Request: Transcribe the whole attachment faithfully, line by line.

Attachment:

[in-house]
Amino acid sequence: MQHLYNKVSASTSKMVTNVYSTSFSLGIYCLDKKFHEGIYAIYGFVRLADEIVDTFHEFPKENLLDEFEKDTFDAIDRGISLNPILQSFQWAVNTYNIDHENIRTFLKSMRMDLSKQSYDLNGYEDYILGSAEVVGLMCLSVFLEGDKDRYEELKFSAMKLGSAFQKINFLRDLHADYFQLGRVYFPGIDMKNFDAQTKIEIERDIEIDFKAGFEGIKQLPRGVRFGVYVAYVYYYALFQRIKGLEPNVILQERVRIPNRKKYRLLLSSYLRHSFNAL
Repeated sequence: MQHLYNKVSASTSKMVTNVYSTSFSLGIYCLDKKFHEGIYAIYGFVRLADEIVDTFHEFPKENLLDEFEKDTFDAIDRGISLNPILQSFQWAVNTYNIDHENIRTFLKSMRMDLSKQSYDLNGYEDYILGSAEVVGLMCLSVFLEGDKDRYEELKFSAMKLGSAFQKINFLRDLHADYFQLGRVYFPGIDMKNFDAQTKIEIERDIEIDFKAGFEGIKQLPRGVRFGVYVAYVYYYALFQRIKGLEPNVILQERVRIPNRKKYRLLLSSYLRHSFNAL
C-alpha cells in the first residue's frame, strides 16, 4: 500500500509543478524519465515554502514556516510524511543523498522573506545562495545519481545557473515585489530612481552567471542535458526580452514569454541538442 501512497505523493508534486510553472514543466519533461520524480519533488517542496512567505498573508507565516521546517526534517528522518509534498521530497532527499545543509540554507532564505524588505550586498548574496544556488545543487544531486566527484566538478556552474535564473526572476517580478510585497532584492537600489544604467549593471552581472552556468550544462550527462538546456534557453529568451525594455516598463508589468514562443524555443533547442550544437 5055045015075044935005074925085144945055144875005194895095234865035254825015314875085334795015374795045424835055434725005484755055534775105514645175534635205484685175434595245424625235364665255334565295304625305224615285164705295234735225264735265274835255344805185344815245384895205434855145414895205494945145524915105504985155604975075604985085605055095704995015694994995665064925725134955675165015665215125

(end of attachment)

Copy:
[in-house]
Amino acid sequence: MQHLYNKVSASTSKMVTNVYSTSFSLGIYCLDKKFHEGIYAIYGFVRLADEIVDTFHEFPKENLLDEFEKDTFDAIDRGISLNPILQSFQWAVNTYNIDHENIRTFLKSMRMDLSKQSYDLNGYEDYILGSAEVVGLMCLSVFLEGDKDRYEELKFSAMKLGSAFQKINFLRDLHADYFQLGRVYFPGIDMKNFDAQTKIEIERDIEIDFKAGFEGIKQLPRGVRFGVYVAYVYYYALFQRIKGLEPNVILQERVRIPNRKKYRLLLSSYLRHSFNAL
Repeated sequence: MQHLYNKVSASTSKMVTNVYSTSFSLGIYCLDKKFHEGIYAIYGFVRLADEIVDTFHEFPKENLLDEFEKDTFDAIDRGISLNPILQSFQWAVNTYNIDHENIRTFLKSMRMDLSKQSYDLNGYEDYILGSAEVVGLMCLSVFLEGDKDRYEELKFSAMKLGSAFQKINFLRDLHADYFQLGRVYFPGIDMKNFDAQTKIEIERDIEIDFKAGFEGIKQLPRGVRFGVYVAYVYYYALFQRIKGLEPNVILQERVRIPNRKKYRLLLSSYLRHSFNAL
C-alpha cells in the first residue's frame, strides 16, 4: 500500500509543478524519465515554502514556516510524511543523498522573506545562495545519481545557473515585489530612481552567471542535458526580452514569454541538442 501512497505523493508534486510553472514543466519533461520524480519533488517542496512567505498573508507565516521546517526534517528522518509534498521530497532527499545543509540554507532564505524588505550586498548574496544556488545543487544531486566527484566538478556552474535564473526572476517580478510585497532584492537600489544604467549593471552581472552556468550544462550527462538546456534557453529568451525594455516598463508589468514562443524555443533547442550544437 5055045015075044935005074925085144945055144875005194895095234865035254825015314875085334795015374795045424835055434725005484755055534775105514645175534635205484685175434595245424625235364665255334565295304625305224615285164705295234735225264735265274835255344805185344815245384895205434855145414895205494945145524915105504985155604975075604985085605055095704995015694994995665064925725134955675165015665215125